A task force made up of City Council members, downtown pundits, and building managers and brokers wants to figure out how to revitalize retail in downtown Minneapolis in the wake of several prominent store closings on Nicollet Mall.

On Wednesday afternoon, Minneapolis Mayor Jacob Frey announced the launch of the city's "Vibrant Downtown Storefronts Workgroup," a coalition of stakeholders tasked with finding new ways to fill vacant space and bring vibrancy to downtown storefronts both on the street and in the skyway.

"Retail in and of itself ... is not dead. In fact it's alive and well, but it's changing," Frey said. "We need now to be willing and able to change with the times that we're seeing before us. People are no longer going physically into a space to purchase very basic goods like underwear and T-shirts. However, they are looking for an amazing experience."

As he stood in the former JB Hudson jewelry store at the Young-Quinlan Building off of Nicollet Mall, Frey discussed how the age of large downtown department stores might be over, but there are other ways retail could be reimagined. For example, the old jewelry store is now serving as a pop-up "holiday village" market for more than 40 artists and businesses headed by women or people of color.

The workgroup will begin meeting in January with plans to make recommendations to the city next spring.

The task force was already in the works prior to the recent announcements of the closing of Marshalls, which has been a retail staple on Nicollet for nearly 30 years, and Nordstrom Rack, which closed its IDS Center store last month.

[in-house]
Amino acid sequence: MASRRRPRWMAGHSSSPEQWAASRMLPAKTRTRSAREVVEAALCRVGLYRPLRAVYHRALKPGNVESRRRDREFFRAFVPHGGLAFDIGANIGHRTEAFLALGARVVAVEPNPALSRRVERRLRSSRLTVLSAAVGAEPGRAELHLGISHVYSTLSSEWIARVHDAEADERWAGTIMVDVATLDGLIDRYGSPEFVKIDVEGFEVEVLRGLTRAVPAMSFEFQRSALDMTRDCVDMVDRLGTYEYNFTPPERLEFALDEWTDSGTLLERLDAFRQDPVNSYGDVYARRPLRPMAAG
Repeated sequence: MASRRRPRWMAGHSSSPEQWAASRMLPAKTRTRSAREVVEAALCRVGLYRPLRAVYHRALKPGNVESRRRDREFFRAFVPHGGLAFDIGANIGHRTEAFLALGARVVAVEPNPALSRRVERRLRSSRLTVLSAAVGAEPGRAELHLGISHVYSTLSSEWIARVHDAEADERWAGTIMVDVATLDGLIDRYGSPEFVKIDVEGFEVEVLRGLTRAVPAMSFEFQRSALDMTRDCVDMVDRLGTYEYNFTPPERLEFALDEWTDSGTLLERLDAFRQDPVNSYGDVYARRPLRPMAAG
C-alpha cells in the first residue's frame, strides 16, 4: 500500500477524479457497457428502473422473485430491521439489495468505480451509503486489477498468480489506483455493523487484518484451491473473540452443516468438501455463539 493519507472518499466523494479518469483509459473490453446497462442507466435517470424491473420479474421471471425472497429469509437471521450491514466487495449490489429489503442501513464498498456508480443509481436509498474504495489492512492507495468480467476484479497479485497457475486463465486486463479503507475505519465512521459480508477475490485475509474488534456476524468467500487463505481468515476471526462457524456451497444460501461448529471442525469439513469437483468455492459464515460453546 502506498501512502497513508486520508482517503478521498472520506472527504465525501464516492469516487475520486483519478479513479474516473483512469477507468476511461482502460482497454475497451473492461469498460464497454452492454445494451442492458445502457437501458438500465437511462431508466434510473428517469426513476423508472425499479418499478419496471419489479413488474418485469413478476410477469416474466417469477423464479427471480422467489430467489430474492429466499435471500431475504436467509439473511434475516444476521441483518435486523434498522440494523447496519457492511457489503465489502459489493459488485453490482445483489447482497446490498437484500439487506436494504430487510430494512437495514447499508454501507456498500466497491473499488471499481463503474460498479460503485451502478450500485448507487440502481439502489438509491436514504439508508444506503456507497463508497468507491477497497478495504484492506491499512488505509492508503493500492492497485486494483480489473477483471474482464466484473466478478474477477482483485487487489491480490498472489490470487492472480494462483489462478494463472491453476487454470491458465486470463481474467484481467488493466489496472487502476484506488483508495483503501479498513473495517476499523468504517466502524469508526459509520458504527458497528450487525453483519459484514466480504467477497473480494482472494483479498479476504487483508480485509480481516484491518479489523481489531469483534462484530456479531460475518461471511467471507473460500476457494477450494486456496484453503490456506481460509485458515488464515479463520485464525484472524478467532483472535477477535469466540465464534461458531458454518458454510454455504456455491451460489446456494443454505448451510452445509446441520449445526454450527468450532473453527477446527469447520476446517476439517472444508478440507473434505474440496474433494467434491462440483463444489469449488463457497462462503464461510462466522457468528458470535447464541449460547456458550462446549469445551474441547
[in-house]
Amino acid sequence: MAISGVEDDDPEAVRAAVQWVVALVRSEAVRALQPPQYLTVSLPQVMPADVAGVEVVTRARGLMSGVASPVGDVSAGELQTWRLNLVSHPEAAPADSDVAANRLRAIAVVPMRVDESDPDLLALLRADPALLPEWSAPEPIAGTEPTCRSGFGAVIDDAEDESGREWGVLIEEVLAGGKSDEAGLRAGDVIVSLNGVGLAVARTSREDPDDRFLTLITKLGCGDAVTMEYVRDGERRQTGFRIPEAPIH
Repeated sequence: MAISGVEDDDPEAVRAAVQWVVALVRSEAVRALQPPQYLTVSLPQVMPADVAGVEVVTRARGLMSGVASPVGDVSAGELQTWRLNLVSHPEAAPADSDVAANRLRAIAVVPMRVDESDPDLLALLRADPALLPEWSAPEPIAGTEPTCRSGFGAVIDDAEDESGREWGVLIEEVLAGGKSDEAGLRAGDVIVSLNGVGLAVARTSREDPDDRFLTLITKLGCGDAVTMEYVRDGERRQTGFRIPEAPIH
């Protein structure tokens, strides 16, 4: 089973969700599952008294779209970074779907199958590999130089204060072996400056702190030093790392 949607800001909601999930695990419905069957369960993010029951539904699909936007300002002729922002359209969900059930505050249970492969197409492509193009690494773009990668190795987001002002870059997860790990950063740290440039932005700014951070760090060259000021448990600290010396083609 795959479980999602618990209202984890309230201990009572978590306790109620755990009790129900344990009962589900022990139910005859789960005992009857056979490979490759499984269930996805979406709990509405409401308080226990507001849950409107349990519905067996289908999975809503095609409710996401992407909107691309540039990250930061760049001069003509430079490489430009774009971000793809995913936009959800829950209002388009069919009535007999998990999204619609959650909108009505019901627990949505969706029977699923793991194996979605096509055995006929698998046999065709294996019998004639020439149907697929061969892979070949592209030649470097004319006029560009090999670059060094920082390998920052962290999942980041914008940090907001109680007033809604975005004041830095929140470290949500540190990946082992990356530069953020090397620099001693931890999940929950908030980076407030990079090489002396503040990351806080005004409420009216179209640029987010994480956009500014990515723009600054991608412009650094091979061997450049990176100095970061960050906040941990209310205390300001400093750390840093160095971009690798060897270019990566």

The group is supposed to take into consideration "retail market dynamics, storefront space inventory and occupancy, barriers to existing retail success, and opportunities for inclusive economic development of storefronts."

At this time, funding hasn't been allocated to any initiatives the group might conceive.

Vacant retail space was a challenge for the downtown core even before the pandemic, when it ranged from 10 to 20%. Several city stakeholders, mostly led by the Minneapolis Downtown Council, worked on solutions for the last few years.

One of the initiatives was the Chameleon Consortium, a program in which vacant retail space is leased at a discount to small businesses (many of which are minority-owned) to create pop-up stores for limited periods.

"I think this space embodies what is possible," said Steve Cramer, president and chief executive of the Minneapolis Downtown Council and Downtown Improvement District, about the holiday pop-up.

Today, the average retail vacancy rate in downtown Minneapolis has grown to nearly 35%, according to Cushman & Wakefield, a commercial real estate services firm.

Nicollet Mall, a pedestrian thoroughfare that used to be the home to several prominent department stores, has lost several big-box retailers over the years, including Macy's, Barnes & Noble and Office Depot.

The workgroup is co-chaired by Cramer and Gabrielle Grier, managing director of the nonprofit Juxtaposition Arts. It also includes City Council Members Lisa Goodman and Michael Rainville, chef David Fhima and leaders at several leading commercial real estate brokerage firms.